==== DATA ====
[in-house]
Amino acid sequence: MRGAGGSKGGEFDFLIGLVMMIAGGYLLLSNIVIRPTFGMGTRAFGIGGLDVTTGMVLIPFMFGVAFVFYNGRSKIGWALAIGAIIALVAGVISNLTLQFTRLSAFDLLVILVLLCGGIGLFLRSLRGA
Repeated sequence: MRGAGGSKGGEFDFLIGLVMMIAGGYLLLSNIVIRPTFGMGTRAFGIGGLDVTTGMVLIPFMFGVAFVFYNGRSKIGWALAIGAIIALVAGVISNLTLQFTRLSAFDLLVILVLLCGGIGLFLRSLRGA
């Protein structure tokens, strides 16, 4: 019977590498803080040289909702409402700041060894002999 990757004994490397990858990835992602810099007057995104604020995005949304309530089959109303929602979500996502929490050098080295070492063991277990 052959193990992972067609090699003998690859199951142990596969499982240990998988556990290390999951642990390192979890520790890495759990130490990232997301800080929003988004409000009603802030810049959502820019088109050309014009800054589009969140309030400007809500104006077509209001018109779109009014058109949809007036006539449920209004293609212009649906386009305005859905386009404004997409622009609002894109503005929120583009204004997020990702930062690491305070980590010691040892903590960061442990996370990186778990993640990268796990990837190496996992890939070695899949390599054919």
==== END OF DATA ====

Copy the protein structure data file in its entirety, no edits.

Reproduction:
[in-house]
Amino acid sequence: MRGAGGSKGGEFDFLIGLVMMIAGGYLLLSNIVIRPTFGMGTRAFGIGGLDVTTGMVLIPFMFGVAFVFYNGRSKIGWALAIGAIIALVAGVISNLTLQFTRLSAFDLLVILVLLCGGIGLFLRSLRGA
Repeated sequence: MRGAGGSKGGEFDFLIGLVMMIAGGYLLLSNIVIRPTFGMGTRAFGIGGLDVTTGMVLIPFMFGVAFVFYNGRSKIGWALAIGAIIALVAGVISNLTLQFTRLSAFDLLVILVLLCGGIGLFLRSLRGA
């Protein structure tokens, strides 16, 4: 019977590498803080040289909702409402700041060894002999 990757004994490397990858990835992602810099007057995104604020995005949304309530089959109303929602979500996502929490050098080295070492063991277990 052959193990992972067609090699003998690859199951142990596969499982240990998988556990290390999951642990390192979890520790890495759990130490990232997301800080929003988004409000009603802030810049959502820019088109050309014009800054589009969140309030400007809500104006077509209001018109779109009014058109949809007036006539449920209004293609212009649906386009305005859905386009404004997409622009609002894109503005929120583009204004997020990702930062690491305070980590010691040892903590960061442990996370990186778990993640990268796990990837190496996992890939070695899949390599054919």